MILAN – Intesa SanPaolo has cleaned out its books with a 5.8 billion-euro ($7.95 billion) write-down on its investments as it joined other Italian banks in preparing for a rigorous Europe-wide stress test, while announcing a slate of asset sales under a plan to boost earnings and dividends.
The write-down, which included 3.1 billion euros for non-performing loans, widened Intesa’s fourth-quarter loss to 5.2 billion euros ($7 billion) from 83 million euros a year earlier.
Italian banks have put aside more than 27 billion euros in loan impairment charges for 2013, mostly in the fourth quarter, as part of cleanup efforts as the European Central Bank starts a review of the region’s banks to identify weak spots in their finances and, if needed, request fixes. Banks also are trying to get into shape to ride the expected economic recovery.
The Italian banks’ provisions for bad loans include 7 billion euros at Intesa and 9.3 billion euros at Unicredit, which posted a stunning 15 billion-euro fourth quarter loss.
“These efforts have improved the banking system’s health as the operating environment stabilizes, although it remains to be seen whether more is needed,” Fitch analyst Francesca Vasciminno said in a note.
Intesa SanPaolo previously took a write-down of 10 billion euros in 2011.
For the year, Intesa SanPaolo said Friday its losses were 4.55 billion euros, compared with earnings of 1.6 billion euros last year.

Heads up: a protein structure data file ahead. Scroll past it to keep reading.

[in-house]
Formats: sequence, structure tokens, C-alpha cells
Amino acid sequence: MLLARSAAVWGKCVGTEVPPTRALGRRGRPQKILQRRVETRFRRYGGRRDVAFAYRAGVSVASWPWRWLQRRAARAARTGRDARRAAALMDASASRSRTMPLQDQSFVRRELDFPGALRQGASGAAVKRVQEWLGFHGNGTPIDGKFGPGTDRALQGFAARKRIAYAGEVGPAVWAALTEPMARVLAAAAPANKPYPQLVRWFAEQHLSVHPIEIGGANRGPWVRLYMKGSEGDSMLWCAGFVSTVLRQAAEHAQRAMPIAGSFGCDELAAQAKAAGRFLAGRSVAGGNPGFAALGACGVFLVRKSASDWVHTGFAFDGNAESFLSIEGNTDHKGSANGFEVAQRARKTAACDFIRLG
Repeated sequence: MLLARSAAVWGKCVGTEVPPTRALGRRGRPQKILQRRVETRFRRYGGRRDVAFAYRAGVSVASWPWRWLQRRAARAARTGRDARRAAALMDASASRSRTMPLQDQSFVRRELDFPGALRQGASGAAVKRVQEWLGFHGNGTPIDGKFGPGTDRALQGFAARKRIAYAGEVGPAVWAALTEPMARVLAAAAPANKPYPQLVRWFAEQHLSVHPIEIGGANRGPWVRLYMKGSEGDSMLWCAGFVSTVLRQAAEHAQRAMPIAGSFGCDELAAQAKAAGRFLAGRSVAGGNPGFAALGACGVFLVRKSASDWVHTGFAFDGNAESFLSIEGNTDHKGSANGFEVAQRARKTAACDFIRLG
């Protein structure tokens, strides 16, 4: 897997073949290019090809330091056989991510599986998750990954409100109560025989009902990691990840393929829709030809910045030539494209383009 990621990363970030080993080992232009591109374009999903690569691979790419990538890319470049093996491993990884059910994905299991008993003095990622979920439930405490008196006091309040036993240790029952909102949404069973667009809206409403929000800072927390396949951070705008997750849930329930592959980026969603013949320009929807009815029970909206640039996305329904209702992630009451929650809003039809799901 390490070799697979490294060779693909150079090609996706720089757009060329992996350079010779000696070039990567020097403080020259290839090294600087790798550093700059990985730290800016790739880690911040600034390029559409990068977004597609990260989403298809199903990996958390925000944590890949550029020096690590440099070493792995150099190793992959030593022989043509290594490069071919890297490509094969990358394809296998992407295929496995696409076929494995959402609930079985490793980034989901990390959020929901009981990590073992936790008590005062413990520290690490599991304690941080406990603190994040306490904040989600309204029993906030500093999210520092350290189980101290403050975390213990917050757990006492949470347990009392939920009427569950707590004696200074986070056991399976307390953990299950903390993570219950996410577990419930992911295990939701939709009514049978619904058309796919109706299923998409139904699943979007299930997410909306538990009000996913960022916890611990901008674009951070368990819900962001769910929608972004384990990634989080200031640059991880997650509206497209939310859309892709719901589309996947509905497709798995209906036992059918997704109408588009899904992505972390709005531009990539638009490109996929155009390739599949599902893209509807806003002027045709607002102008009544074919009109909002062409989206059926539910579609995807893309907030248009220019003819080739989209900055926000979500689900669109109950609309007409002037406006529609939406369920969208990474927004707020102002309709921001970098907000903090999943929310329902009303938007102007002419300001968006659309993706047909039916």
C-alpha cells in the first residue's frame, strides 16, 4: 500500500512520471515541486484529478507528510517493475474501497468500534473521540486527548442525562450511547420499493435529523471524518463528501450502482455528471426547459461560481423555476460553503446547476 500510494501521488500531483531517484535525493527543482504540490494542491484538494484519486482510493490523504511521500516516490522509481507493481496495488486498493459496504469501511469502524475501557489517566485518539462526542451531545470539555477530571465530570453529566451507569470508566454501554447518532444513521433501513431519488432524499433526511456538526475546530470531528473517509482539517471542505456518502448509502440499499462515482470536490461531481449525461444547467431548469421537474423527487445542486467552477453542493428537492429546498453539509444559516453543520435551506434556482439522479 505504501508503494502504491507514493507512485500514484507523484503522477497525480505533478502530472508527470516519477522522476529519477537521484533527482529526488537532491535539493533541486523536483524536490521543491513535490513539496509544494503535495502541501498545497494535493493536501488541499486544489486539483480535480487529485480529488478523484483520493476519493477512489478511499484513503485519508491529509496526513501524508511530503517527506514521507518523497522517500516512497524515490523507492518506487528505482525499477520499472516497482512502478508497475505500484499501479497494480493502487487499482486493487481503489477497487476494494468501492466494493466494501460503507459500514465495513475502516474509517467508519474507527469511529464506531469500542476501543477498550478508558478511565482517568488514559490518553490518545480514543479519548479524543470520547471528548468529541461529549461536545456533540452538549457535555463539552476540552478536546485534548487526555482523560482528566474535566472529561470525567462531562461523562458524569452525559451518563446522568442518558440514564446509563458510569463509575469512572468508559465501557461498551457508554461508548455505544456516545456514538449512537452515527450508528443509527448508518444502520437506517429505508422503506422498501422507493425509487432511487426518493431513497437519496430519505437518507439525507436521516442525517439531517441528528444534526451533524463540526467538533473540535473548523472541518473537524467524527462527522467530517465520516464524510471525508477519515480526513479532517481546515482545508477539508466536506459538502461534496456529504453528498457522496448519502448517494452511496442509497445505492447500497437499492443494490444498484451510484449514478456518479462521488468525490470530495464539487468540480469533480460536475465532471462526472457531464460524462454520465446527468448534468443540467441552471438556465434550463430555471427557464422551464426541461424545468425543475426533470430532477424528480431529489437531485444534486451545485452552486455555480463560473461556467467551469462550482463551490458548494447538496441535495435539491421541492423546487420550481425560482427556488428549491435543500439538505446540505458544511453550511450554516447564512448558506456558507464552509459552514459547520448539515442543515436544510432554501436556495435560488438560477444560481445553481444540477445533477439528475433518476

To position itself for future growth, Intesa SanPaolo said it will sell its entire portfolio of non-core businesses, including shares in strategic Italian companies Alitalia and Telecom Italia, creating a “bad bank” internal unit for the disposal.
The bank said it plans to sell non-core shares with a 2013 book value of 1.9 billion euros as part of a new plan aimed at increasing earnings to 4.5 billion euros by 2017. Intesa this year sold off its shares in Generali insurance, Pirelli and others for a capital gain of 320 million euros.
“We started a process of massive disposal of our equity stakes,” CEO Carlo Messina told a presentation. “All our equity stakes will be dismissed by 2017.”
Intesa is part of an Italian consortium that rescued Alitalia in 2008 in a deal orchestrated by then Premier Silvio Berlusconi. Financial constraints presented by the economic crisis as well as the expected entrance of Gulf Carrier Etihad Airways into Alitalia have freed Intesa to reassess its 20 per cent stake in Alitalia.
Intesa said it will focus more on fee-intensive businesses in light of low interest rates.
It will pay out a total of 10 billion euros in dividends over the next four years. For 2013, the bank said it will pay out 822 million euros in dividends, or .05 euros a share. That will rise to 1 billion euros for 2014 and to 4 billion euros by 2017.